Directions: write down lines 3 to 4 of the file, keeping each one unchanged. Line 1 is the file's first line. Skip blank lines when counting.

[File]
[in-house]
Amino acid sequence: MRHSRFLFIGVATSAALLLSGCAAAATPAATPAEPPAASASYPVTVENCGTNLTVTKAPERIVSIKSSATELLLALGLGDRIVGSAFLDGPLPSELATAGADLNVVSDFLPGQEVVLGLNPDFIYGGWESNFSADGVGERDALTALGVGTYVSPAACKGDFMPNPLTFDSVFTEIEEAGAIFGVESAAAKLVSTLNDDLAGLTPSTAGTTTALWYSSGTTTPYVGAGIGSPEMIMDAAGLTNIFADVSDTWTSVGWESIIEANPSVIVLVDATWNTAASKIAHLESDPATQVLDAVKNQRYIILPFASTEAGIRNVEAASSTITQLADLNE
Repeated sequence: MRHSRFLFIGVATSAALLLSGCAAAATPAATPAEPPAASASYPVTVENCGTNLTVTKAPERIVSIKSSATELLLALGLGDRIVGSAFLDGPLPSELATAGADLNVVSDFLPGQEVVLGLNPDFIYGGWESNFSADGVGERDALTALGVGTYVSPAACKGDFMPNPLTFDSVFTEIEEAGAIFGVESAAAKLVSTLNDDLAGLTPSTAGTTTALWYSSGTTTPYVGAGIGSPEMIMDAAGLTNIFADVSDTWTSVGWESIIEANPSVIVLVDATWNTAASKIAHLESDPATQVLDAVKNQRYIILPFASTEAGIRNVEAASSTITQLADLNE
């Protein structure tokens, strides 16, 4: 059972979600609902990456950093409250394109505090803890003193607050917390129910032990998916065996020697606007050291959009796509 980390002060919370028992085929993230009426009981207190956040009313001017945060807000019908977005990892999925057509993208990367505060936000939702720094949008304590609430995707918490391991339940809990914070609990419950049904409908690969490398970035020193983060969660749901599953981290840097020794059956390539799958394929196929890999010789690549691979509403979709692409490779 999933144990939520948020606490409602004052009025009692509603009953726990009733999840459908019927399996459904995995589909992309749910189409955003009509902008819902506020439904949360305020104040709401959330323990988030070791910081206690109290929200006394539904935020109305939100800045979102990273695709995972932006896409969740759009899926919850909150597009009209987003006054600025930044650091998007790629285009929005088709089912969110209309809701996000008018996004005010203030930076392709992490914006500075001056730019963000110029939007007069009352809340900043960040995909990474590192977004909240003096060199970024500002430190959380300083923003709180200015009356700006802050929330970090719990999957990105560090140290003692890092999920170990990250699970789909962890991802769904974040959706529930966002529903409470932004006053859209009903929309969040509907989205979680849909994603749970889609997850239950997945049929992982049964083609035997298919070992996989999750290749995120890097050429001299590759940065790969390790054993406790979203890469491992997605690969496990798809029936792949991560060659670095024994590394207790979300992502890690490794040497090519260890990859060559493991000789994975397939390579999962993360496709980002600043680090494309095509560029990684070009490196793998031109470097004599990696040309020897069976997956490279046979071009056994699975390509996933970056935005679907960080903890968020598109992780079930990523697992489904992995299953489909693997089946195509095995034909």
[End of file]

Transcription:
Repeated sequence: MRHSRFLFIGVATSAALLLSGCAAAATPAATPAEPPAASASYPVTVENCGTNLTVTKAPERIVSIKSSATELLLALGLGDRIVGSAFLDGPLPSELATAGADLNVVSDFLPGQEVVLGLNPDFIYGGWESNFSADGVGERDALTALGVGTYVSPAACKGDFMPNPLTFDSVFTEIEEAGAIFGVESAAAKLVSTLNDDLAGLTPSTAGTTTALWYSSGTTTPYVGAGIGSPEMIMDAAGLTNIFADVSDTWTSVGWESIIEANPSVIVLVDATWNTAASKIAHLESDPATQVLDAVKNQRYIILPFASTEAGIRNVEAASSTITQLADLNE
């Protein structure tokens, strides 16, 4: 059972979600609902990456950093409250394109505090803890003193607050917390129910032990998916065996020697606007050291959009796509 980390002060919370028992085929993230009426009981207190956040009313001017945060807000019908977005990892999925057509993208990367505060936000939702720094949008304590609430995707918490391991339940809990914070609990419950049904409908690969490398970035020193983060969660749901599953981290840097020794059956390539799958394929196929890999010789690549691979509403979709692409490779 999933144990939520948020606490409602004052009025009692509603009953726990009733999840459908019927399996459904995995589909992309749910189409955003009509902008819902506020439904949360305020104040709401959330323990988030070791910081206690109290929200006394539904935020109305939100800045979102990273695709995972932006896409969740759009899926919850909150597009009209987003006054600025930044650091998007790629285009929005088709089912969110209309809701996000008018996004005010203030930076392709992490914006500075001056730019963000110029939007007069009352809340900043960040995909990474590192977004909240003096060199970024500002430190959380300083923003709180200015009356700006802050929330970090719990999957990105560090140290003692890092999920170990990250699970789909962890991802769904974040959706529930966002529903409470932004006053859209009903929309969040509907989205979680849909994603749970889609997850239950997945049929992982049964083609035997298919070992996989999750290749995120890097050429001299590759940065790969390790054993406790979203890469491992997605690969496990798809029936792949991560060659670095024994590394207790979300992502890690490794040497090519260890990859060559493991000789994975397939390579999962993360496709980002600043680090494309095509560029990684070009490196793998031109470097004599990696040309020897069976997956490279046979071009056994699975390509996933970056935005679907960080903890968020598109992780079930990523697992489904992995299953489909693997089946195509095995034909």